Another Year (2010) Review

Tom and Gerri are a happily married couple, Another Year goes through all four seasons to see the relationships they have with family and friends and all of the issues that comes with life in general.


Over the course of the year we follow the lives of Tom and Gerri who are happy enough and must deal with different friends and family who are struggling at different points and stages. Mary a middle aged divorcee is seeking a new relationship and despite telling everyone that she is happy she is actually very desperate and depressed turning to drink in order to deal with her existence.

Joe is Tom and Gerri’s 30 year old son who is unmarried and works as a solicitor, not really wanting to seek out a relationship even though everyone tries to encourage him to do this. We then see Ken who is overweight, smokes and drinks too much and is again very unhappy. The awkwardness of Mary flirting with Joe considering he actually refers to her as Auntie really highlights the level of unhappiness she is feeling, just wanting attention from pretty much anyone regardless of how inappropriate it actually is! We then move to the funeral of Tom’s brother Ronnie’s wife and his estranged son Carl turning up and causing utter chaos, especially after he misses the ceremony.

Mike Leigh is a tremendous writer/director and manages to really capture what life is like in Britain over different time periods. In Another Year he highlights how difficult it can be to main relationships with family and friends when you don’t agree with the decisions that they make. It just shows that if someone is that unhappy and depressed you might not be able to actually help them, but being around and just there could make a massive difference.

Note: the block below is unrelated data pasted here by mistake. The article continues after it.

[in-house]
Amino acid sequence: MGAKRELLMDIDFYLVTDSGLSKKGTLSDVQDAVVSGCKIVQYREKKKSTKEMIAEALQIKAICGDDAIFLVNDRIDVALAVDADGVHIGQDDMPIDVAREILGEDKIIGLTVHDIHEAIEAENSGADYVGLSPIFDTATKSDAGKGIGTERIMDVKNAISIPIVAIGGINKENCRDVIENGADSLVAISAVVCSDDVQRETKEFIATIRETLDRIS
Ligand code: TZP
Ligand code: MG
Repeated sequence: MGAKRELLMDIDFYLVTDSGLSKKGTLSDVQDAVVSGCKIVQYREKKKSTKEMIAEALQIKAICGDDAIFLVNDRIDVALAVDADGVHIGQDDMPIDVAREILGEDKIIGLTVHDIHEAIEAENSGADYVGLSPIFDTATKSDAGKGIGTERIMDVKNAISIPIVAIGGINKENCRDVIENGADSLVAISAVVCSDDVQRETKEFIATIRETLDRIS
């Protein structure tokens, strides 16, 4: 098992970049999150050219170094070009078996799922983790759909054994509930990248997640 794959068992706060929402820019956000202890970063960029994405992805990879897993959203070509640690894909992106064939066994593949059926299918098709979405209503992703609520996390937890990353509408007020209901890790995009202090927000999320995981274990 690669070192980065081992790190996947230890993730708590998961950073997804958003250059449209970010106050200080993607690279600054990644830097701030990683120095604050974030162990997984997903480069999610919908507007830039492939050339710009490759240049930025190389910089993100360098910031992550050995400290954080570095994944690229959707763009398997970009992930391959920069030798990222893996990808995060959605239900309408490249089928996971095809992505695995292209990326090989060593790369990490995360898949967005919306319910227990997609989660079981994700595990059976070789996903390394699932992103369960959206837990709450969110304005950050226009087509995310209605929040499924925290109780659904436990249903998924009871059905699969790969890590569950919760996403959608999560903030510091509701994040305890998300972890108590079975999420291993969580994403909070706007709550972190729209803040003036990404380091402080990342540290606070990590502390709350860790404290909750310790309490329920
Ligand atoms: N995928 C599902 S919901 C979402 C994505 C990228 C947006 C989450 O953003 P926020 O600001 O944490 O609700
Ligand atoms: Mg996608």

Different scenes within the film are truly heartbreaking because of how real everything feels, I am sure we will all go through or know someone who goes through these different stages at some point in our lives. While the film does not actually offer anything in terms of being able to stop those feelings, it does indeed highlight that you can still be a presence which could mean everything. This actually makes it a rather intense and important journey, never deny someone your time when they need it the most.

Lesley Manville is utterly outstanding and is too much to handle at times, but the vulnerable and messed up nature of her character means that you also feel so sorry for her. The performance is so pure and she deserves so much credit for it! Being able to make you feel a dislike towards a character one second and then in the next second to actually pity them is certainly a way to highlight a brilliant performance. Jim Broadbent and Ruth Sheen work very well together and bounce off the other characters in a good manner as well. Imelda Staunton’s small role in the opening scene was rather powerful as well, I was seriously expecting her character to then be present throughout!

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